Unbeknownst to this paying subscriber until now, Verizon has silently asked Google to remove third-party apps from the Android Market that allows users to unofficially tether their Android smartphone without subscribing to Verizon's Mobile Broadband Connect plan.
The news arrives after Android 2.3 "Gingerbread" users of the Wireless Tether app began pulling up a Verizon "roadblock" telling the user to subscriber to its $20 for 2 GB monthly plan, preventing additional internet access. Android 2.2 "Froyo" users also discovered that native tethering was disabled when the update rolled out to Verizon-based Android phones last year.
Now additional third-party tethering apps have reportedly fallen off the Android Market, and the consumer group called Free Press has filed a complaint with the Federal Communications Commission claiming that the Big Red wireless carrier is violating some of the open access provisions it agreed to when it purchased the 700 MHz spectrum back in 2008.
"Recent news reports suggest that at Verizon’s behest, Google has disabled Verizon customers’ access to third-party tethering applications in Google’s Android Market application store," the complaint reads. "Plainly, Verizon’s actions in disabling access to the tethering applications limit and restrict the ability of users to access those applications. Because users download tethering applications for the express purpose of connecting additional devices to their data connections, Verizon’s actions also limit and restrict the ability of users to connect the devices of their choice to the LTE network. The Commission should immediately investigate this apparent violation of its rules and assess all appropriate penalties."
"Free Press argues that by preventing customers from downloading tethering applications from the Android Market, Verizon is restricting not only the applications available to them, but also limits use of tethered devices such as laptop or tablet computers," the group said in a statement.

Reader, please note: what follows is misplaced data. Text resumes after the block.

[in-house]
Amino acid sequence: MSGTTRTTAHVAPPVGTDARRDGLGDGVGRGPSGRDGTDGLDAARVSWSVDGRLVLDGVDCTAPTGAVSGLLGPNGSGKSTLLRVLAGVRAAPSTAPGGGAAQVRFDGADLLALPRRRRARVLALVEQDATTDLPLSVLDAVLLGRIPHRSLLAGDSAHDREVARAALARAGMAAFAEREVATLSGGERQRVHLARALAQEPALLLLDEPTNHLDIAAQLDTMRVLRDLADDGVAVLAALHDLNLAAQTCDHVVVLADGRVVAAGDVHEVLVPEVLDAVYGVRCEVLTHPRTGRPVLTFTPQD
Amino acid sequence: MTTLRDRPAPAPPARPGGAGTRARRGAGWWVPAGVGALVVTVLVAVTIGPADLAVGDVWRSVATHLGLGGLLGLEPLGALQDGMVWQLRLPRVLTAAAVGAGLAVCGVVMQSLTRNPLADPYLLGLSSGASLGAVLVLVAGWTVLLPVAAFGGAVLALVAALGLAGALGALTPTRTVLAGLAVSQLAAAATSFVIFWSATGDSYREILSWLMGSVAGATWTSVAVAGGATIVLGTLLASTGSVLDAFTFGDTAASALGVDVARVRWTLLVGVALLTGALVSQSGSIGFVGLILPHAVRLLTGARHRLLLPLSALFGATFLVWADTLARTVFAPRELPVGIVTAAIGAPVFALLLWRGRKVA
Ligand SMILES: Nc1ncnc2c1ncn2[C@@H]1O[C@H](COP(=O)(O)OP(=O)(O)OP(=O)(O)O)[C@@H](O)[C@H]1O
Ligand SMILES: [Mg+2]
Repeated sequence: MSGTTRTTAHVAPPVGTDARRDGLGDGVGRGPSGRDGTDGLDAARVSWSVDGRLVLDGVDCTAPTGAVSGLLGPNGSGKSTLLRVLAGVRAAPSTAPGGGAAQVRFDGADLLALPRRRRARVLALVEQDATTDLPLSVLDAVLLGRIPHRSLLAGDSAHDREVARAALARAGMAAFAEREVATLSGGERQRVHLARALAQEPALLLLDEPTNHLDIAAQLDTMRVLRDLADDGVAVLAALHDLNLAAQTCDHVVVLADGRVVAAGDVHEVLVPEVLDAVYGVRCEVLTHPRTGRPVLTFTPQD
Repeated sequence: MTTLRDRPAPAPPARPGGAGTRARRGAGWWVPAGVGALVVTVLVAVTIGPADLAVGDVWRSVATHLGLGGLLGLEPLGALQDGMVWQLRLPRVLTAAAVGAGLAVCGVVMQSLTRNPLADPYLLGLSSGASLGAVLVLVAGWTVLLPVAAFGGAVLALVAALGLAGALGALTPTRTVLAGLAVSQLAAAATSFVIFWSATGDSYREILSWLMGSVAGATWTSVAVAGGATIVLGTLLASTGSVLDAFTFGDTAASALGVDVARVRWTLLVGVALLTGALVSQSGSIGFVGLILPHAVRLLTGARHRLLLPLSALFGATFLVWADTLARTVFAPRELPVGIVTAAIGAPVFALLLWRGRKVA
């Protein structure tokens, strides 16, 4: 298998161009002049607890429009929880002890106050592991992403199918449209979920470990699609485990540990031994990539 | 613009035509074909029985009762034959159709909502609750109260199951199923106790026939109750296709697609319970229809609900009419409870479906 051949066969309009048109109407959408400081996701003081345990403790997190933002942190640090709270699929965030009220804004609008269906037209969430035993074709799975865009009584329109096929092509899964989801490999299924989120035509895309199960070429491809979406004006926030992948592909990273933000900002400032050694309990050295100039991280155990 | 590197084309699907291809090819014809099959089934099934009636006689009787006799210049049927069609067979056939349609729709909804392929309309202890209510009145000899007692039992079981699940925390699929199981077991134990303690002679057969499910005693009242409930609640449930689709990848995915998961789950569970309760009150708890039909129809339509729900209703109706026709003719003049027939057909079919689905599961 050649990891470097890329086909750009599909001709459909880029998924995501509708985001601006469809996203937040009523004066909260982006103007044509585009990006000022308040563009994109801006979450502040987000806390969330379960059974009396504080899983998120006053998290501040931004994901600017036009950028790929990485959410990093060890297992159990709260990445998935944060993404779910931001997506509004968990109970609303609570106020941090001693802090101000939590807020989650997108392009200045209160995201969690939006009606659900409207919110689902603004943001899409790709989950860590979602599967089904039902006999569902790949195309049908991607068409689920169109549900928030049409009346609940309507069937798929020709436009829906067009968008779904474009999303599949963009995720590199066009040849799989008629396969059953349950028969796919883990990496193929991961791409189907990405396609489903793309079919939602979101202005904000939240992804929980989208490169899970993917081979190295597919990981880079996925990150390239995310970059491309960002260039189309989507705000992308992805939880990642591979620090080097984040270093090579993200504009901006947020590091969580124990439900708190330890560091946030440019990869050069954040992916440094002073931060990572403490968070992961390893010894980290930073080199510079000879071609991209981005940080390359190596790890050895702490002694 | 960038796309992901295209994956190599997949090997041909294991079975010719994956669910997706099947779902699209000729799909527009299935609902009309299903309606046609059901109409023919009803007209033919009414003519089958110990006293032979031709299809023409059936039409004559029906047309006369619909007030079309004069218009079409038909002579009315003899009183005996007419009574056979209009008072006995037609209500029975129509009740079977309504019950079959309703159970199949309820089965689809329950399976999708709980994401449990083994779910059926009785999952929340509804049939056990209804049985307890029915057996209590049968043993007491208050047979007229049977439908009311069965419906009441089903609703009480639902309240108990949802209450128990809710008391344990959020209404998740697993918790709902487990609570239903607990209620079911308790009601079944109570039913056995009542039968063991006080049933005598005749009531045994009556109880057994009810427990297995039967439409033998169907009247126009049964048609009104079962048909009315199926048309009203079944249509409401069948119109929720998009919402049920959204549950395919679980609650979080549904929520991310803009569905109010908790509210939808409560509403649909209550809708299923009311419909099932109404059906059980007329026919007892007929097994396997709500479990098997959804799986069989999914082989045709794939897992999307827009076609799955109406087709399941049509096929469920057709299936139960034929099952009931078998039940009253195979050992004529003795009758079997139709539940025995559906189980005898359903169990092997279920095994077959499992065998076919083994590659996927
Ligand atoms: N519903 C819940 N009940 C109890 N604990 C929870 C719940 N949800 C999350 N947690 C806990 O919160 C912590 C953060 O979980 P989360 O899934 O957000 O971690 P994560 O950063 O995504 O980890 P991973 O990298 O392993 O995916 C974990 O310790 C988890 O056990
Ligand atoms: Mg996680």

Obviously the complaint is addressing restrictions imposed on the LTE network – specifically the C Block of the upper 700 MHz block where Verizon's LTE network resides – saying that Verizon is not allowed to "deny, limit, or restrict the ability of their customers to use the applications or devices of the customers’ choosing." Could this lead to 3G tethering apps returning to the Android Market? Probably not, but third-party developers are already offering solutions around the Google-Verizon loophole.
GigaOM points out that the open access rules Verizon is reportedly violating were put into place after Google threatened to purchase the spectrum in order to force carriers into opening up their networks. Since then, Google has seemingly backed down from its open access stance by disabling native tethering in Android 2.2 for Verizon.
Still, is Verizon really pushing Google to remove tethering apps from the Android Market? PdaNet developer June Fabrics reveals the truth behind the claims. "Beginning April 2011 PdaNet has been delisted from the Android Market by some carriers since this very popular app - with over 3 million installs and 4.5+ ratings - shares your phone's Internet connection with your computer and does not require a tether fee or rooting your phone," the company says here. "This leaves a lot of our users stuck with an outdated version and no longer receive update notifications from Android Market."
The Free Press complaint is asking the FCC to investigate Verizon's "flagrant disregard" for the conditions of its C-Block licenses.